The skills shortage in Australia is continuing to produce a range of responses, including by governments, private enterprise, and the education sector. Our firm has responded by publishing a Special Collection on recruitment and employment law.
We turn now to migration law. Migration law expert, Paul Hense (pictured), has accepted our invitation to provide a series of reports. We begin with his overview of key changes.
From 1 September 2007 a new points system has been introduced for those seeking skilled migration to Australia under the General Skilled Migration Program. It applies to a wide range of applicants.
Independent migration applicants
Although the number of points needed for independent applicants remains unchanged at 120, some may find it easier to obtain them.
Maximum points for English is now 25 (up from 20). To obtain this, an applicant will need to obtain a score of seven in each of the four IELTS parts. IELTS stands for International English Language Testing System.
Those who have had 12 months recent Australian work experience will now obtain 10 points, up from 5 points previously.
Applicants sponsored by relatives in Australia only need to obtain 100 points, 20 points less than a non-sponsored or independent applicant. Relatives include children, parents, siblings, aunts and uncles.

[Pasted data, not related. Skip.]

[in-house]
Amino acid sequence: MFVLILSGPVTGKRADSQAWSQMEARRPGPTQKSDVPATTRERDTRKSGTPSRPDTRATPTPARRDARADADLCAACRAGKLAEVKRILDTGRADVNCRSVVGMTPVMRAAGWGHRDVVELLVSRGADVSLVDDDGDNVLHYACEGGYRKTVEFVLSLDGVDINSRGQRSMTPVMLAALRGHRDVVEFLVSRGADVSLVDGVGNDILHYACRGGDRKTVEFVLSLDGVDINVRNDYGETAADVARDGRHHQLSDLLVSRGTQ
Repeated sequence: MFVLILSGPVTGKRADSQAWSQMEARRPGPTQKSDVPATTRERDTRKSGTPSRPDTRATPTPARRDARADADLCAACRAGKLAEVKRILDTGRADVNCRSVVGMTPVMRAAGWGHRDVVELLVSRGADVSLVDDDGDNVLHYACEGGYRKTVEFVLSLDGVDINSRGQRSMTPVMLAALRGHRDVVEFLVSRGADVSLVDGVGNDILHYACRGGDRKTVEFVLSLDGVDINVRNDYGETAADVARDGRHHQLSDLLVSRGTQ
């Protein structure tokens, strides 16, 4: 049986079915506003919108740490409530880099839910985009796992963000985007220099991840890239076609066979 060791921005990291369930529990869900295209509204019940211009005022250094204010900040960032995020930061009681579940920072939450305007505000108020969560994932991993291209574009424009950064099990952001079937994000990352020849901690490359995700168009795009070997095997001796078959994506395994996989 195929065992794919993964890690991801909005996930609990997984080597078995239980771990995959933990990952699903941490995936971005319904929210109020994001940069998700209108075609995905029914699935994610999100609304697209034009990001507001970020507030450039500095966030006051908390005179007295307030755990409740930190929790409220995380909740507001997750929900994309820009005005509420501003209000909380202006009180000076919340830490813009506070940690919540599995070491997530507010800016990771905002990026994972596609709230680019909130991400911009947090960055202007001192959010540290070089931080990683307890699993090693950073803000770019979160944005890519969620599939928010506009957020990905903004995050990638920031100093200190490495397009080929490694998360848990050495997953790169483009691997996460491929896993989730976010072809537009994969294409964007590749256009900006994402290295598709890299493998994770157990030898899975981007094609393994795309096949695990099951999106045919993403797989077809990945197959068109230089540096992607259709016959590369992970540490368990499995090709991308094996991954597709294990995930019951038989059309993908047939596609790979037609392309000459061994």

Gay and lesbian migration applicants
Also from 1 September, gay and lesbian (known as interdependent) partners can be included for migration as part of the application.
Student migration applicants
There are also benefits for applicants for permanent residence after studying in Australian for two years for a degree, diploma or trade certificate.
The major benefit is that a student now may study a so-called 50 point profession and apply for permanent residency (if passing the points test). An example of such a profession is business management, which was previously excluded from this arrangement.
Paul Hense BA, LLB, BSW (University of Sydney), Principal, Paul Hense Migration Lawyers
Tel +61 402 448 449 | Email: email@example.com
Mr Hense has been a migration lawyer since 1994. He has run a number of landmark cases, including before the High Court of Australia. He frequently represents clients before the Migration Review Tribunal and Refugee Review Tribunal. He has lectured for the University of NSW on refugee law and for the Immigration Advice and Rights Centre. From 1990 and until recently he was a volunteer with the Immigration Advice and Rights Service. Previously he was a Senior Research Officer for the Australian Taxation Office.